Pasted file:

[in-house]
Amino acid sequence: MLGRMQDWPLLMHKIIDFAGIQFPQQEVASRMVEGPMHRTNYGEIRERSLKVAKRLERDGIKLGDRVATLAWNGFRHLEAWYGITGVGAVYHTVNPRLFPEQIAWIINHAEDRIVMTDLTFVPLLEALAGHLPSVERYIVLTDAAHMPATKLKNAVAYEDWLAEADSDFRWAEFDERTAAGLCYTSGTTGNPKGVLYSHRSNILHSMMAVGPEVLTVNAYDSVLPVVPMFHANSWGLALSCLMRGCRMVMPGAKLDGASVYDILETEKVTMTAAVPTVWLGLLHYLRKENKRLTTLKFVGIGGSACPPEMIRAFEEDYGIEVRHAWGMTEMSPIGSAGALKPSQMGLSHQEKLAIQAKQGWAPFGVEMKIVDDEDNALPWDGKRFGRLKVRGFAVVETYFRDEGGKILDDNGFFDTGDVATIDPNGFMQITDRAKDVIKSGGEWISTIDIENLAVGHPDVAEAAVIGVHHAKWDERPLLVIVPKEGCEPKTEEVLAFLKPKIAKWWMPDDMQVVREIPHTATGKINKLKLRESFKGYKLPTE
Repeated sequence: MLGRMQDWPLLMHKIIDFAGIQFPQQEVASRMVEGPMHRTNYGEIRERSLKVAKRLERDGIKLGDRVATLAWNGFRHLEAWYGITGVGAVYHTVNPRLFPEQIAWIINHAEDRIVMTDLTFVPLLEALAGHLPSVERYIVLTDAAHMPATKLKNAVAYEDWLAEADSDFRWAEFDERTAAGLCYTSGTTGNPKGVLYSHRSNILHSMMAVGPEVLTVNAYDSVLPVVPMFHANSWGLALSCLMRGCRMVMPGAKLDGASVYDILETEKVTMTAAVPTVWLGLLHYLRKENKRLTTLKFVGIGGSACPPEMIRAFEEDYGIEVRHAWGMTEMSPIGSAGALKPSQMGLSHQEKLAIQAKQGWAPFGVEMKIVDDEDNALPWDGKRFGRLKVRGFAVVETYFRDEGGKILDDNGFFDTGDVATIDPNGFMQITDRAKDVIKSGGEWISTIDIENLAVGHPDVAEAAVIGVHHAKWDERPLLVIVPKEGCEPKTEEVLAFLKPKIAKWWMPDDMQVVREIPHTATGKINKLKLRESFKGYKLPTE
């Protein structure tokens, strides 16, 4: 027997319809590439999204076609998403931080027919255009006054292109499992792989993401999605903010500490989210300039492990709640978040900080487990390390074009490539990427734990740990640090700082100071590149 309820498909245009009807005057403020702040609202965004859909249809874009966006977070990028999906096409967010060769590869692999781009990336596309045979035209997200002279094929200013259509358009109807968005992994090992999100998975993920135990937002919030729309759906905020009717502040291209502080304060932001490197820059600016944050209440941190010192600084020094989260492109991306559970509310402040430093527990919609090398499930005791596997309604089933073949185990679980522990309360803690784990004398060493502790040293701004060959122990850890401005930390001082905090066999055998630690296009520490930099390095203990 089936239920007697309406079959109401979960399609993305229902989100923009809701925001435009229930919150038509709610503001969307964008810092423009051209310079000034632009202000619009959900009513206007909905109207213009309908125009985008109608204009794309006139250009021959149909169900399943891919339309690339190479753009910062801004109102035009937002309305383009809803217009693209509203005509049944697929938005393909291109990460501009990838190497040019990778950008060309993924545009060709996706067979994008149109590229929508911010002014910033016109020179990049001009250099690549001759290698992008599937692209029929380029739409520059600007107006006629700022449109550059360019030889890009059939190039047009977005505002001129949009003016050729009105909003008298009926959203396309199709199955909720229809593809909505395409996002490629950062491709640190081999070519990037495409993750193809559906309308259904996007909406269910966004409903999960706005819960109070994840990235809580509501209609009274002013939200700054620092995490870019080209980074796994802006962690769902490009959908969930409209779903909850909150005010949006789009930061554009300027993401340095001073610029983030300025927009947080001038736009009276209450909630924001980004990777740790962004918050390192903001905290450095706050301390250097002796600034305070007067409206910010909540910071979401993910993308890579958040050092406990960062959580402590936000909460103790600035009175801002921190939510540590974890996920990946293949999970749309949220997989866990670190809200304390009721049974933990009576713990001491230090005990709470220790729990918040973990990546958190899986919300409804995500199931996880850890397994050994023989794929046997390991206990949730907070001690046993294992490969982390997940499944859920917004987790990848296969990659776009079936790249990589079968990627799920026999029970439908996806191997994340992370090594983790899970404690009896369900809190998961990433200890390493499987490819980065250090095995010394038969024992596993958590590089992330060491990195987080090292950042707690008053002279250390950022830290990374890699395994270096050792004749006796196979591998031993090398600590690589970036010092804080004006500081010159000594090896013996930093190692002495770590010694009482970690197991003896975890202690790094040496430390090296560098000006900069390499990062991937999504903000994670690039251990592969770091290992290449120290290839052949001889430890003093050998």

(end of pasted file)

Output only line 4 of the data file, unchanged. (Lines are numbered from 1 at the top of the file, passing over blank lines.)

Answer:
């Protein structure tokens, strides 16, 4: 027997319809590439999204076609998403931080027919255009006054292109499992792989993401999605903010500490989210300039492990709640978040900080487990390390074009490539990427734990740990640090700082100071590149 309820498909245009009807005057403020702040609202965004859909249809874009966006977070990028999906096409967010060769590869692999781009990336596309045979035209997200002279094929200013259509358009109807968005992994090992999100998975993920135990937002919030729309759906905020009717502040291209502080304060932001490197820059600016944050209440941190010192600084020094989260492109991306559970509310402040430093527990919609090398499930005791596997309604089933073949185990679980522990309360803690784990004398060493502790040293701004060959122990850890401005930390001082905090066999055998630690296009520490930099390095203990 089936239920007697309406079959109401979960399609993305229902989100923009809701925001435009229930919150038509709610503001969307964008810092423009051209310079000034632009202000619009959900009513206007909905109207213009309908125009985008109608204009794309006139250009021959149909169900399943891919339309690339190479753009910062801004109102035009937002309305383009809803217009693209509203005509049944697929938005393909291109990460501009990838190497040019990778950008060309993924545009060709996706067979994008149109590229929508911010002014910033016109020179990049001009250099690549001759290698992008599937692209029929380029739409520059600007107006006629700022449109550059360019030889890009059939190039047009977005505002001129949009003016050729009105909003008298009926959203396309199709199955909720229809593809909505395409996002490629950062491709640190081999070519990037495409993750193809559906309308259904996007909406269910966004409903999960706005819960109070994840990235809580509501209609009274002013939200700054620092995490870019080209980074796994802006962690769902490009959908969930409209779903909850909150005010949006789009930061554009300027993401340095001073610029983030300025927009947080001038736009009276209450909630924001980004990777740790962004918050390192903001905290450095706050301390250097002796600034305070007067409206910010909540910071979401993910993308890579958040050092406990960062959580402590936000909460103790600035009175801002921190939510540590974890996920990946293949999970749309949220997989866990670190809200304390009721049974933990009576713990001491230090005990709470220790729990918040973990990546958190899986919300409804995500199931996880850890397994050994023989794929046997390991206990949730907070001690046993294992490969982390997940499944859920917004987790990848296969990659776009079936790249990589079968990627799920026999029970439908996806191997994340992370090594983790899970404690009896369900809190998961990433200890390493499987490819980065250090095995010394038969024992596993958590590089992330060491990195987080090292950042707690008053002279250390950022830290990374890699395994270096050792004749006796196979591998031993090398600590690589970036010092804080004006500081010159000594090896013996930093190692002495770590010694009482970690197991003896975890202690790094040496430390090296560098000006900069390499990062991937999504903000994670690039251990592969770091290992290449120290290839052949001889430890003093050998």